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The sky of Tokyo, Calendar, Planets (March, 2018)

The sky of Tokyo

The sky of Tokyo (8:00 p.m. Mid-March)
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Calendar (March)

2Full Moon
4Neptune at conjunction
9Jupiter at stationary point / Last Quarter Moon
16Greatest Eastern Elongation of Mercury
17New Moon
21Vernal Equinox Day [Shunbun-no-hi] (national holiday) / Vernal equinox (Sun’s ecliptic longitude 0°)
23Mercury at stationary point
25First Quarter Moon
31Full Moon

Planets

Mercury
In the beginning of March, Mercury’s apparent location is close to the Sun, so it is not suited for observation. Mercury reaches greatest eastern elongation on March 16. It can be easily found in the lower western sky several days before and after March 16. From March 11 to March 20, at 30 minutes after sunset, its elevation as seen from Tokyo is higher than 10 degrees. In the end of March, its apparent location is close to the Sun, making observations difficult. Its brightness is -0.8 magnitude to 0.7 magnitude from March 11 to March 20.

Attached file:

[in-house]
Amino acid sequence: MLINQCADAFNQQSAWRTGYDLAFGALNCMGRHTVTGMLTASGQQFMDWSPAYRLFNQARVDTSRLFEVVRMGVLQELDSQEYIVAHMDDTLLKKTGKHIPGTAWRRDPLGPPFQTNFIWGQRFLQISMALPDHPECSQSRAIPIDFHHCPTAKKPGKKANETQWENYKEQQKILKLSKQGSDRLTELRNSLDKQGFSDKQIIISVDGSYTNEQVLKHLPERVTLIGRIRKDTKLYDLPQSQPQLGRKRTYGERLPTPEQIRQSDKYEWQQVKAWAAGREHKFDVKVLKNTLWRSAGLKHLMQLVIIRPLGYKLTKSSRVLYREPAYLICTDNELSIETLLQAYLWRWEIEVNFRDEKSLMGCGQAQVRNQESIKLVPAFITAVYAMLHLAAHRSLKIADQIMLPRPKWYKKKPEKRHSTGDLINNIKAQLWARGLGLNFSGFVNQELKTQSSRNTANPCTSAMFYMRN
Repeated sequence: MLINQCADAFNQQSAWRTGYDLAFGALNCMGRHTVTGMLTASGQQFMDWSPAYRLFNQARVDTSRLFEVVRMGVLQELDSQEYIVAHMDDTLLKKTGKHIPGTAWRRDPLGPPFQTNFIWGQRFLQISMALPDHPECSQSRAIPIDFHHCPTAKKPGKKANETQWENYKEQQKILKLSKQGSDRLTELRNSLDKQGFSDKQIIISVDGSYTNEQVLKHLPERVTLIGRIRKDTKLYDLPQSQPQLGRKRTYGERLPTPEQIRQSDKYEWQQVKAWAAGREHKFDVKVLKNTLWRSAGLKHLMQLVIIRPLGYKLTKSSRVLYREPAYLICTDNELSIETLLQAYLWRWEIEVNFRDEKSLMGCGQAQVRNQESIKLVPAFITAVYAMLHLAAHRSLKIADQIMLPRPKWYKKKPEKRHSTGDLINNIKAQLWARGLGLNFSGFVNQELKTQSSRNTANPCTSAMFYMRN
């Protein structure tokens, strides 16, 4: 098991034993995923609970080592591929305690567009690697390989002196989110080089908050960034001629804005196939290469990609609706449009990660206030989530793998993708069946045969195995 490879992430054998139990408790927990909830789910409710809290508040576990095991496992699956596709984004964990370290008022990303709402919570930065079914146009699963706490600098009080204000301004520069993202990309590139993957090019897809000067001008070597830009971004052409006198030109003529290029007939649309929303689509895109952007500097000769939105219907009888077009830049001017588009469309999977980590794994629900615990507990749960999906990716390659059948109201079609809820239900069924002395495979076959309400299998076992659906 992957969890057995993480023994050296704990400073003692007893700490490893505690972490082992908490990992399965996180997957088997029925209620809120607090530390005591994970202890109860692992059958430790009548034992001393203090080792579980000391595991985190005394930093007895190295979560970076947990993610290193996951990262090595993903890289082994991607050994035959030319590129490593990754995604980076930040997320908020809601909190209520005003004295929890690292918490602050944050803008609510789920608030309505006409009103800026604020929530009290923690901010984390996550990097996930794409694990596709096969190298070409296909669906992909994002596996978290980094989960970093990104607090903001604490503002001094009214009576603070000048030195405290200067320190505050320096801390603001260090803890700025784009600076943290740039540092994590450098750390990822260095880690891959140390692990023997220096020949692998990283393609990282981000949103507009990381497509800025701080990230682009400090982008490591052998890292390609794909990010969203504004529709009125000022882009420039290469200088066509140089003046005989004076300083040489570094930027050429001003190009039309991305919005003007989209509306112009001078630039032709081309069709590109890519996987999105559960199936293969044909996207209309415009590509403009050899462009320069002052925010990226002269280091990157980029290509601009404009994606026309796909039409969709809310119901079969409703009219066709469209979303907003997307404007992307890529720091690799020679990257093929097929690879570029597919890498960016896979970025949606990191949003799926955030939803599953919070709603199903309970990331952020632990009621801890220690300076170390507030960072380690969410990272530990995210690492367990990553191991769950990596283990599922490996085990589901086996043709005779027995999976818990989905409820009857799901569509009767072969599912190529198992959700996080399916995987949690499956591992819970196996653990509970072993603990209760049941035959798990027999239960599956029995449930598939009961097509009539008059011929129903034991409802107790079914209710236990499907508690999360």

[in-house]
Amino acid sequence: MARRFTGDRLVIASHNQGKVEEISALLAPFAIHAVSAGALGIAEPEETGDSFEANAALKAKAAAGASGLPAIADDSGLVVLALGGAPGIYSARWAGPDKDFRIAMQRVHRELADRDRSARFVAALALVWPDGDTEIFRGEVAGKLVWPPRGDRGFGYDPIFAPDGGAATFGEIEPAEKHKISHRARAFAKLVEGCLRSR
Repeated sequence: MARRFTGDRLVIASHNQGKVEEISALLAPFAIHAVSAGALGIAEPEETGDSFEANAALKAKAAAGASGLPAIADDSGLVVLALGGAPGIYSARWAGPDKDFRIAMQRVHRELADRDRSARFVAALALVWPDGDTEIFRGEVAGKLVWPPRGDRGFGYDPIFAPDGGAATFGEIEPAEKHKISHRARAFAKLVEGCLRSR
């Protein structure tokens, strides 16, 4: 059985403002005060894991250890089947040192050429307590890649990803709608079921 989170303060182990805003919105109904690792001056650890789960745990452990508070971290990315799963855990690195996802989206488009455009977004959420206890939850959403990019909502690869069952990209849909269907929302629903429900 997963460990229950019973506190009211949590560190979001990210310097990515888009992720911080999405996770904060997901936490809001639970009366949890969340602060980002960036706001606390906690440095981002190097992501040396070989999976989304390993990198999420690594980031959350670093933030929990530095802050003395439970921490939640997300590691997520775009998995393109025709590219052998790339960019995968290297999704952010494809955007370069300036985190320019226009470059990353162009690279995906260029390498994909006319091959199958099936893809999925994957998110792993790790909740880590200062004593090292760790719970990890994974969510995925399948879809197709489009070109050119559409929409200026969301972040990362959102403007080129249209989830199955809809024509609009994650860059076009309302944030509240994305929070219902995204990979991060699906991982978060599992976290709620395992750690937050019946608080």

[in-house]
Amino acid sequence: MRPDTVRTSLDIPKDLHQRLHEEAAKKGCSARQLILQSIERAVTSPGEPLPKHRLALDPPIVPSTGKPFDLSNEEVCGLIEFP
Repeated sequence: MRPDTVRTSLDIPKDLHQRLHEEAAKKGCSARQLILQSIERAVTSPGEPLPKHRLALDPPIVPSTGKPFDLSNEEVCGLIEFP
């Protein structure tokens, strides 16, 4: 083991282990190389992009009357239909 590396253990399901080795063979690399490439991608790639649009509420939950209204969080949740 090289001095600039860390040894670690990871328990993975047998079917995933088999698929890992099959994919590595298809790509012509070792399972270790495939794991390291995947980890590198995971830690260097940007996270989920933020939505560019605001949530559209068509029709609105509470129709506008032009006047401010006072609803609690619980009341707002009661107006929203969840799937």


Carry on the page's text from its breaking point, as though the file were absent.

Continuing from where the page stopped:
Venus
Venus shines in the lower western sky just after sunset. In the end of March, 30 minutes after sunset, its elevation as seen from Tokyo is higher than 10 degrees. Its brightness is -3.9 magnitude.
Mars
In the beginning of the month, Mars is located in the constellation Ophiuchus and moves east (direct motion). In the middle of the month, it moves to the constellation Sagittarius. It can be seen in the southern sky before sunrise. Its brightness is 0.8 magnitude to 0.3 magnitude.
Jupiter
Jupiter moves east (direct motion) in the constellation Libra and reaches its stationary point on March 9. After passing the stationary point, it moves to the west (retrograde motion). At the stationary point, Jupiter seems to stop with respect to the stars. It can be seen before sunrise moving from the southern to southwestern sky. Its brightness is -2.2 magnitude to -2.4 magnitude.
Saturn
Saturn moves east (direct motion) in the constellation Sagittarius. It can be seen before sunrise moving from the southeastern to southern sky. Its brightness is 0.6 magnitude to 0.5 magnitude.

Reference: Ephemeris Computation Office, NAOJ

With the “Sky Viewer” you can easily explore the appearance of a typical urban night sky (planets and constellations are visible). The Celestial Phenomena section of the glossary explains the planetary phenomena terms: greatest elongation, opposition, conjunction, stationary, etc.